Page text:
• Cosson C.
      • Slama A.
      • Abdoun E.
      • Guidotti J.E.
      • et al.
      Increased susceptibility to liver fibrosis with age is correlated with an altered inflammatory response.
      By increasing the production of inflammatory cytokines, decreased autophagy in phagocytic cells contributes to this predisposition.
      • Ilyas G.
      • Zhao E.
      • Liu K.
      • Lin Y.
      • Tesfa L.
      • Tanaka K.E.
      • et al.
      Macrophage autophagy limits acute toxic liver injury in mice through down regulation of interleukin-1beta.
      The role of senescence in carcinogenesis is more complex and still controversial. On the one hand, as long as epithelial cells are senescent, they are blocked in their proliferation, a state preventing them from being considered as tumour initiating cells. On the other hand, they can also be regarded as a reservoir of damaged cells, at risk of generating oncogenic mutations as soon as they re-enter the cell cycle. Moreover, senescent cells produce pro-inflammatory and matrix-degrading molecules. While this secretome stimulates cancer cell proliferation and epithelio-mesenchymal transition and recruits cells favouring immune tolerance, it might also attract immune cells capable of eliminating cancer cells.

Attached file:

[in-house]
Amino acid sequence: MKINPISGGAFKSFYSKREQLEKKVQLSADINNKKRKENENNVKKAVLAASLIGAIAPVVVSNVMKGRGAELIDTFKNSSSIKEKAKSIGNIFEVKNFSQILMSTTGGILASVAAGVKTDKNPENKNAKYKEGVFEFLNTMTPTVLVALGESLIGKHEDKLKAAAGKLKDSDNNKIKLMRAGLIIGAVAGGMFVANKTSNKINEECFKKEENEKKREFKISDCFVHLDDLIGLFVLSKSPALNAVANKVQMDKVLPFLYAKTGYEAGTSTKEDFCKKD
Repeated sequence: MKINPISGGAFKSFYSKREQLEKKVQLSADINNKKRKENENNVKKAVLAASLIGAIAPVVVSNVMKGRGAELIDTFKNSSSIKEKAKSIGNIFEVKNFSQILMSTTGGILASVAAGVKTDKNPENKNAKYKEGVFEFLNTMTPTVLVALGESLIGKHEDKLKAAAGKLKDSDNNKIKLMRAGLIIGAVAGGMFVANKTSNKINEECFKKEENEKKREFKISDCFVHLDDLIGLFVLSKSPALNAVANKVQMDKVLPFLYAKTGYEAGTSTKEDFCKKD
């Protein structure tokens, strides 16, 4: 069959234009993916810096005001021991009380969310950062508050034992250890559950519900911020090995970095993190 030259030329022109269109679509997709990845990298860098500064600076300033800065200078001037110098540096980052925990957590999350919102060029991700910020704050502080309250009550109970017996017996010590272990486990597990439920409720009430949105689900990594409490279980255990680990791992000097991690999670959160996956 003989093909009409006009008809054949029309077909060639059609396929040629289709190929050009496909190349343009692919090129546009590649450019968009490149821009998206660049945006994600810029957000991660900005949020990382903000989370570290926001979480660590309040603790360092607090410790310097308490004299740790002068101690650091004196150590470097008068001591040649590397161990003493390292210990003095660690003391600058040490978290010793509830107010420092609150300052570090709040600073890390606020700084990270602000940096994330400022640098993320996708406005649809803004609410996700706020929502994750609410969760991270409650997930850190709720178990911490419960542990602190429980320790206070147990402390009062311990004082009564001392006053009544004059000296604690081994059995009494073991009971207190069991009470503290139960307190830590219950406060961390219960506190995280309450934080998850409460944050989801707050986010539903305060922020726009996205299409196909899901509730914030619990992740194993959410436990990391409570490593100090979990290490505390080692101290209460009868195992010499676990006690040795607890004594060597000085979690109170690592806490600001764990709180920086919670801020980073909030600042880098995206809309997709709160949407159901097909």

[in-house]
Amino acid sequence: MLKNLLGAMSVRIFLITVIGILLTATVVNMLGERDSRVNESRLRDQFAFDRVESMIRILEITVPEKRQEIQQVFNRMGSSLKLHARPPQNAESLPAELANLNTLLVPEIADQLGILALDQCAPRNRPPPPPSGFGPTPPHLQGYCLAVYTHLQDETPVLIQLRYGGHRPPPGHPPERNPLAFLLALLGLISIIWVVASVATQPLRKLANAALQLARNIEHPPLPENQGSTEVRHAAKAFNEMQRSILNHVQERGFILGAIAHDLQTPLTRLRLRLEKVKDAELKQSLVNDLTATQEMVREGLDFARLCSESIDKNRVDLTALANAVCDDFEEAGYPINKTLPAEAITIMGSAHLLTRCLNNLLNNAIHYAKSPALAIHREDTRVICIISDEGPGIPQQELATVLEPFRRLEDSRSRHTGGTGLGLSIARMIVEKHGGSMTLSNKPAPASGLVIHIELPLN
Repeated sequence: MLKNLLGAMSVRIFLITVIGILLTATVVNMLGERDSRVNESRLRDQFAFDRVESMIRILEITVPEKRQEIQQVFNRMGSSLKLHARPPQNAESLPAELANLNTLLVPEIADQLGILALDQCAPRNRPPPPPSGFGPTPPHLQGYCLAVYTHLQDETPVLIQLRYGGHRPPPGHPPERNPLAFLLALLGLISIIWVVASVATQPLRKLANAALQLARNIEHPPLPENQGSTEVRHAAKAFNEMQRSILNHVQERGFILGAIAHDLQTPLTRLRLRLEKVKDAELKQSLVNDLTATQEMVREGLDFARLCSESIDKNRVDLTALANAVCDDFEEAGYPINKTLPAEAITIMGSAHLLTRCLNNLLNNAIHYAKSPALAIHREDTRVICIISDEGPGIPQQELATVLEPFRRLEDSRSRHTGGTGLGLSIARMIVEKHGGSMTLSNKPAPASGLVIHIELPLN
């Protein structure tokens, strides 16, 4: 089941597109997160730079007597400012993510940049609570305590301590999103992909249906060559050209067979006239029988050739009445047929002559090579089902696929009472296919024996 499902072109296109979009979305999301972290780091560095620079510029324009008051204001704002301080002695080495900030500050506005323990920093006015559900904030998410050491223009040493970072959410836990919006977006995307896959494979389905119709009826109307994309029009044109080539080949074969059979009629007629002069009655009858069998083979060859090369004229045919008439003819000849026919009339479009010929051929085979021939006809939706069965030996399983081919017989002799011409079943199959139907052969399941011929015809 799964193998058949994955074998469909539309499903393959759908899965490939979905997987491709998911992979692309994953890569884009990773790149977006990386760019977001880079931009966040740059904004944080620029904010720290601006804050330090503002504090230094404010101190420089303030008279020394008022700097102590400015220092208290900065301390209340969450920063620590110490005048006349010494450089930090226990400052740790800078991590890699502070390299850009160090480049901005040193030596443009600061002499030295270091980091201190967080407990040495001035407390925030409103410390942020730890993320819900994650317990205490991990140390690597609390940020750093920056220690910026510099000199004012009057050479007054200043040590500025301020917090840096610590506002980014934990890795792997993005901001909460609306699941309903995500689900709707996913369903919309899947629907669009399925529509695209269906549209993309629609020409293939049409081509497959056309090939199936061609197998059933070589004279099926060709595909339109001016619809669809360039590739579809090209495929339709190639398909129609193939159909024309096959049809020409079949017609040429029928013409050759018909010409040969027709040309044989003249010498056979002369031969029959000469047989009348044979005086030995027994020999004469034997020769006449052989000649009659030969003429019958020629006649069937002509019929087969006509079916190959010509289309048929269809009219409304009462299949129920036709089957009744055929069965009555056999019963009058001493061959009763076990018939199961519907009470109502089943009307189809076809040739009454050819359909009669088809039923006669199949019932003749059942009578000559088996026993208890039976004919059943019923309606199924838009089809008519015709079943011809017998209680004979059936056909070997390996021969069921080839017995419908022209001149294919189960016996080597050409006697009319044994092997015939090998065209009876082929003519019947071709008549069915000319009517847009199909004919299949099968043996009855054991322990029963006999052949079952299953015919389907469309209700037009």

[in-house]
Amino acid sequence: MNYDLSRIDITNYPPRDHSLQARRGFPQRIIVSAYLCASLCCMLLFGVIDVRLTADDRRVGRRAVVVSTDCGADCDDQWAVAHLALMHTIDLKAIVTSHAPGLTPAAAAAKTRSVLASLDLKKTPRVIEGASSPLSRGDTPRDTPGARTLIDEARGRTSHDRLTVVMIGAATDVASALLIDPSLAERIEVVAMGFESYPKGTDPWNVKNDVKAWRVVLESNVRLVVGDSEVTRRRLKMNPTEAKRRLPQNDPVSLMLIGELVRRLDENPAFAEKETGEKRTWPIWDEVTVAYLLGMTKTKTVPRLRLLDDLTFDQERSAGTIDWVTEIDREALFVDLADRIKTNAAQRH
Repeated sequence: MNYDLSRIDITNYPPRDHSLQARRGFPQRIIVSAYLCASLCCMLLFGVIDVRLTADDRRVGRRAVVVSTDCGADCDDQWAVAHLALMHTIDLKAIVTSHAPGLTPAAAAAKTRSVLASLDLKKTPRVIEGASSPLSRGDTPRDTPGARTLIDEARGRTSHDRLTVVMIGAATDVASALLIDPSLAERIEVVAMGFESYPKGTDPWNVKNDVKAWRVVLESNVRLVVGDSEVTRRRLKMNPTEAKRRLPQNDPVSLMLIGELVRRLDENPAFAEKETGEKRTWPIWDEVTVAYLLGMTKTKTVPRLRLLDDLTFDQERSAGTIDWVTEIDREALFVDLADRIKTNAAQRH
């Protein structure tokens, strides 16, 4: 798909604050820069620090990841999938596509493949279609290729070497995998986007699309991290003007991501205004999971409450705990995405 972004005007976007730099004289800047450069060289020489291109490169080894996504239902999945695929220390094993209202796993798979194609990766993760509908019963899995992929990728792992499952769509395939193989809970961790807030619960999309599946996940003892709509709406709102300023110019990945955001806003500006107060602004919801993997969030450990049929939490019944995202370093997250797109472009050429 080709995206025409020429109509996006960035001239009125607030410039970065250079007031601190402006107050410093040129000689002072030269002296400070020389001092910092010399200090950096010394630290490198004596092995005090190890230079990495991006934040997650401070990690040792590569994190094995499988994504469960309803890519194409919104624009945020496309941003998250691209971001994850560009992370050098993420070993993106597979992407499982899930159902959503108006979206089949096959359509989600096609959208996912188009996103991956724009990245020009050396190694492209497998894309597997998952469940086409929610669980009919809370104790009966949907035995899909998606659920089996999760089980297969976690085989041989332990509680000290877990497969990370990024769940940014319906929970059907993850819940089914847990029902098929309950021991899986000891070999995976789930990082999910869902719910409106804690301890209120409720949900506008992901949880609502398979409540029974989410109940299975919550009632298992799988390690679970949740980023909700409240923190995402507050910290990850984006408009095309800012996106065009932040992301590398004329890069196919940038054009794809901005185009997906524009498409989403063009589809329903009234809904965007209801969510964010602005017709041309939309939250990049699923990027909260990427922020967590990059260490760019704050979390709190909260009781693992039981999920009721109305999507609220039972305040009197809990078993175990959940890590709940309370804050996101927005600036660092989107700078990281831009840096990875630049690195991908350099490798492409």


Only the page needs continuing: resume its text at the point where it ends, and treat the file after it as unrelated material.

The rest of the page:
• Aravinthan A.D.
      • Alexander G.J.M.
      Senescence in chronic liver disease: is the future in aging?.
      • Ruhland M.K.
      • Loza A.J.
      • Capietto A.H.
      • Luo X.
      • Knolhoff B.L.
      • Flanagan K.C.
      • et al.
      Stromal senescence establishes an immunosuppressive microenvironment that drives tumorigenesis.

      Impact of donor age on post-transplant outcome

      In several series, advanced donor age was predictive of graft loss and worse post-transplant outcome.
      • Halldorson J.B.
      • Bakthavatsalam R.
      • Fix O.
      • Reyes J.D.
      • Perkins J.D.
      D-MELD, a simple predictor of post liver transplant mortality for optimization of donor/recipient matching.
      • Hoofnagle J.H.
      • Lombardero M.
      • Zetterman R.K.
      • Lake J.
      • Porayko M.
      • Everhart J.
      • et al.
      Donor age and outcome of liver transplantation.
      • Rana A.
      • Hardy M.A.
      • Halazun K.J.
      • Woodland D.C.